Long before the Hayabusa, riders turned to British motorcycles for speed and new technology. In the 20s, the Brough-Superior SS100 went faster than many cars. And in the 60s, café racers roamed the streets trying to do ‘the ton.’ The 70s, though, saw the rise of Japanese bikes, beginning with the Honda CB750, often considered the world’s first superbike. But while the CB750 may have inspired the term, the earlier Vincent Black Shadow arguably deserves the title more.
The Vincent Black Shadow’s backstory
The Vincent Black Shadow’s, or rather, the Vincent HRD Black Shadow’s story begins with failure, Cycle World explains. In the 1920s, Phillip Vincent liked racing BSA bikes, but they kept breaking. He wanted to make his own bike, and to do so, he purchased the defunct HRD motorcycle company in 1928, Silodrome reports.
In its early days, Vincent HRD used single-cylinder JAP engines. However, in 1934, after multiple engine failures in the Isle of Man TT, Vincent hired Australian engineer Phil Irving. Together, they created the company’s first V-twin bike, the 1936 Vincent Rapide Series A. Which, after WWII, evolved into the radically unconventional Rapide Series B, Bonhams reports.
With the Series B came the 1948 Black Shadow, Bonhams reports. And it almost immediately entered itself into the record books.
What makes the Vincent Black Shadow a superbike?
The ‘base’ Series B Rapide was already the fastest production bike in the world, Bonhams reports, capable of 110 mph in 1946. But the Black Shadow, with its 55-hp 998cc V-twin, bumped that up to 125 mph, Hagerty reports. That record wouldn’t be broken until 1973 when the debut of the 132-mph Kawasaki Z1.
At the time, the fastest car in the world was the Jaguar XK120, which could only do 120 mph. Plus, unlike some other bikes at the time, the Vincent Black Shadow could reliably and calmly maintain 100 mph, Cycle World reports.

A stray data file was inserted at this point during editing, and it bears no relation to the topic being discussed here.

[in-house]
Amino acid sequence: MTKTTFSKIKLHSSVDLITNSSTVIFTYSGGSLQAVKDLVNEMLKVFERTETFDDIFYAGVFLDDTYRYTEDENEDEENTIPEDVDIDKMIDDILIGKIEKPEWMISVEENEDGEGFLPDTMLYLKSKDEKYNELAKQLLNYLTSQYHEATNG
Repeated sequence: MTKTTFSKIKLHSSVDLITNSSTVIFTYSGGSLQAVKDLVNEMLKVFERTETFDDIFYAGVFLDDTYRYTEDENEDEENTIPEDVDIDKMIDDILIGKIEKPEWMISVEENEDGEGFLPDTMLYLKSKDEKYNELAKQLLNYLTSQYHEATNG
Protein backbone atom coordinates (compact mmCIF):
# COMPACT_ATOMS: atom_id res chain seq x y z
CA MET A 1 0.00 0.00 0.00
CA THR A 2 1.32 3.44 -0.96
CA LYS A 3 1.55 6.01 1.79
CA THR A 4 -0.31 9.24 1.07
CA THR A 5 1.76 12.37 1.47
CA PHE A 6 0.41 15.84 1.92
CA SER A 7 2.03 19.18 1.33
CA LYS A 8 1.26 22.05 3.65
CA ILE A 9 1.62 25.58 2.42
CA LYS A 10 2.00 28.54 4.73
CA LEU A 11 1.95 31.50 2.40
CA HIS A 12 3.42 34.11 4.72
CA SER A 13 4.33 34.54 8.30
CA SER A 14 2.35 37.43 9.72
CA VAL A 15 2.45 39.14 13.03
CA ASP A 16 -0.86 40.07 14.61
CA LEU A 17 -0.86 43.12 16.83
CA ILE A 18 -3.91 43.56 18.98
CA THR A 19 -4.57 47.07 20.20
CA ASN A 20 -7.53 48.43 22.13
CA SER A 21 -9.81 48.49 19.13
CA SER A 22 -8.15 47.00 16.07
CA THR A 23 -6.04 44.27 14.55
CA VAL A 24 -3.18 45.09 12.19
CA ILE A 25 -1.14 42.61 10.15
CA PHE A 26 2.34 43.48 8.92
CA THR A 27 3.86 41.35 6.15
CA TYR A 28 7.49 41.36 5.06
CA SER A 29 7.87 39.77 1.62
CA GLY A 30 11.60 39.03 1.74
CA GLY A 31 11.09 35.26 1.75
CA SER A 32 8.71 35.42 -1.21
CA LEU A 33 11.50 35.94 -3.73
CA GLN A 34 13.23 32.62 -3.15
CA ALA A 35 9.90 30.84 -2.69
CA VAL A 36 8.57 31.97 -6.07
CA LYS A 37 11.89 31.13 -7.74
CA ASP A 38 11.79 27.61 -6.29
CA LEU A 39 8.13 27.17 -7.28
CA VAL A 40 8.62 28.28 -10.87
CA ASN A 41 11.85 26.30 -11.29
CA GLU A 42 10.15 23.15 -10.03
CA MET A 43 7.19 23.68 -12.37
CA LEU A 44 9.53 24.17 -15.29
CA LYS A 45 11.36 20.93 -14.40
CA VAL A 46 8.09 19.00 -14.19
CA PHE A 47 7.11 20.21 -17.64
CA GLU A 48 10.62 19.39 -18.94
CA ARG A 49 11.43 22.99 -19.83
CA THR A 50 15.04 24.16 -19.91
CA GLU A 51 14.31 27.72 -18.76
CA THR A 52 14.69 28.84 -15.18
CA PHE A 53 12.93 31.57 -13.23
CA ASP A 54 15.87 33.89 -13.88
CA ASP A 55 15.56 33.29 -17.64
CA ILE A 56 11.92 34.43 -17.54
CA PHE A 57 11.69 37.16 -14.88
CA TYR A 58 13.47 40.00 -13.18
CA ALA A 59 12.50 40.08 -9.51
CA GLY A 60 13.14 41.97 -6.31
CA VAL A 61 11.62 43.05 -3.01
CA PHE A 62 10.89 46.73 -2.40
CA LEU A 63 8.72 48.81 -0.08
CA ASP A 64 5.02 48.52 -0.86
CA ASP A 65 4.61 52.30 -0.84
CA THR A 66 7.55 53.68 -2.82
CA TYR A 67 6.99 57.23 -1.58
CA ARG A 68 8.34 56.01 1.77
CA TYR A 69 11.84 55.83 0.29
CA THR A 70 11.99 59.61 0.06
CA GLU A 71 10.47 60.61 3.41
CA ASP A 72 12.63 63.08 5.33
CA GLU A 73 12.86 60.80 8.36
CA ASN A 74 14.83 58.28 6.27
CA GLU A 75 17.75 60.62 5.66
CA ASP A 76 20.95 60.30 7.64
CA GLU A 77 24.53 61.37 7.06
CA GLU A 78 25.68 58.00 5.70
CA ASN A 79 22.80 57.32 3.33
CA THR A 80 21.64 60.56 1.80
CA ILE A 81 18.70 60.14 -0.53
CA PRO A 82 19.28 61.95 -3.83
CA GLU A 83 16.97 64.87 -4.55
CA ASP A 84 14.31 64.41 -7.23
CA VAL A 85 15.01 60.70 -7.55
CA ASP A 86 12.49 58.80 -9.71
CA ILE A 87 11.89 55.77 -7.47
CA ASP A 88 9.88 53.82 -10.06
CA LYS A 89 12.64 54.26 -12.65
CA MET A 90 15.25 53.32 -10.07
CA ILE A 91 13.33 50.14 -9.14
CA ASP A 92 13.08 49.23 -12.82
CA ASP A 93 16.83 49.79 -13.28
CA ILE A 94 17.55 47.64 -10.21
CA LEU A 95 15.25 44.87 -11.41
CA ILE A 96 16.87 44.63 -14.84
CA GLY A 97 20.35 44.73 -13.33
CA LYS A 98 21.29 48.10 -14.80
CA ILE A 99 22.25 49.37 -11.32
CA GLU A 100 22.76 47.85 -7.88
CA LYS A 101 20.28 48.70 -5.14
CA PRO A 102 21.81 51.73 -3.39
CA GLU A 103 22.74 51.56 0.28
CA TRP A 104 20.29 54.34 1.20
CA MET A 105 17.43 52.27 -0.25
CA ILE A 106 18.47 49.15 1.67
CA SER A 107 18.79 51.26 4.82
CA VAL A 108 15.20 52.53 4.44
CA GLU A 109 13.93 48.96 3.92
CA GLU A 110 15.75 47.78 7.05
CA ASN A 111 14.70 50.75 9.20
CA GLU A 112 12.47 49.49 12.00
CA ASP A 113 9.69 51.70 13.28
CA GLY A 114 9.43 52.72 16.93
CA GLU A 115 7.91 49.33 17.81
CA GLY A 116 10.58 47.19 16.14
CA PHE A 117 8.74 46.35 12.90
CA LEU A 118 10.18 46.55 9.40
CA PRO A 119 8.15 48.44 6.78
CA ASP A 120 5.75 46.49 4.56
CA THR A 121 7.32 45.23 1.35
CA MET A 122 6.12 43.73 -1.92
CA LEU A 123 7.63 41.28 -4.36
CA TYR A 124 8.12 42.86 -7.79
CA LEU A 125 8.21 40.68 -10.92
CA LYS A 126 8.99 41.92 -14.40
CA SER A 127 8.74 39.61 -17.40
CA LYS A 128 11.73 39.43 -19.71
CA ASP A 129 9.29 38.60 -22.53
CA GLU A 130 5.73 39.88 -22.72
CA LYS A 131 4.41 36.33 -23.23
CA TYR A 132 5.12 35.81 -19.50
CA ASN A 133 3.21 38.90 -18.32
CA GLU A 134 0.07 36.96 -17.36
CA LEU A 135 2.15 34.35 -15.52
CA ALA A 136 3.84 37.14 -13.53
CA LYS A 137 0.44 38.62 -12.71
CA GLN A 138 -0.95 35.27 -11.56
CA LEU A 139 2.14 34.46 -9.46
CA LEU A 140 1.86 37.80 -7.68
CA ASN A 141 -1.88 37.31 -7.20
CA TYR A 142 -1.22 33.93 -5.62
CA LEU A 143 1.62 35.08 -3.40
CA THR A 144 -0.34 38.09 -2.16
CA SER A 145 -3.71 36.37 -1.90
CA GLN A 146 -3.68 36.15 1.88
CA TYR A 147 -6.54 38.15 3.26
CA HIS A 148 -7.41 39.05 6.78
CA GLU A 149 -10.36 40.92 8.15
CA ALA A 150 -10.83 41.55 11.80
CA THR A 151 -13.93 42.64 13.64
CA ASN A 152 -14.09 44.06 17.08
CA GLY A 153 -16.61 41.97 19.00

But it wasn’t just sheer speed which made the Vincent Black Shadow a superbike, RideApart reports. For its time, it was an incredibly advanced machine. It has a cantilever rear suspension system—which Vincent originally developed in the 1920s—not unlike modern swingarms. Also, the engine and transmission are stressed members, eliminating the need for conventional frame down tubes. The levers, footpegs, pedals, even the seat height are all adjustable, Classic Driver reports. The rear fender is hinged upward, to make removing the rear wheel easier.
As a result of all this, Motorcyclist reports, the Vincent Black Shadow rides like a significantly more-modern motorcycle. And it only weighs 460 pounds. The only limitations are the drum brakes.
The Vincent Black Shadow famously features a 5”-diameter 150-mph speedometer. And that’s thanks to the Vincent Black Lightning, Hagerty reports. It weighs 85 pounds less than the Black Shadow, but has 15 more horsepower, Silodrome reports. Do you know that famous photo of the bathing-suit-clad rider seemingly hanging on for dear life? That’s Rollie Free, setting a 150-mph world speed record at the Bonneville Salt Flats on his Vincent Black Lightning.
Getting one today
Vincent closed its doors in 1955, after producing Series C and Series D Rapide and Black Shadow models. Of the 6,852 V-twin bikes it produced, 1774 are Black Shadows, and 30 are Black Lightnings. Vincent also made 15 ‘White Shadows,’ which are Black Shadows with polished chrome fuel tanks.
Due to their rarity and historical significance, the Black Lightning is an incredibly valuable antique bike. In 2018, a 1952 example sold for $929,000 at a Bonhams auction. It’s still the most expensive motorcycle ever sold at auction.
In contrast, while a Black Shadow isn’t exactly cheap, it’s significantly more affordable. As of this writing, a 1953 Series C model is listed on Bring a Trailer for $60,000. And even pristine ones rarely go for more than $100,000.
True, that could almost buy you one of Aston-Martin’s superbikes. But how many 70-year-old bikes can keep up with modern traffic?
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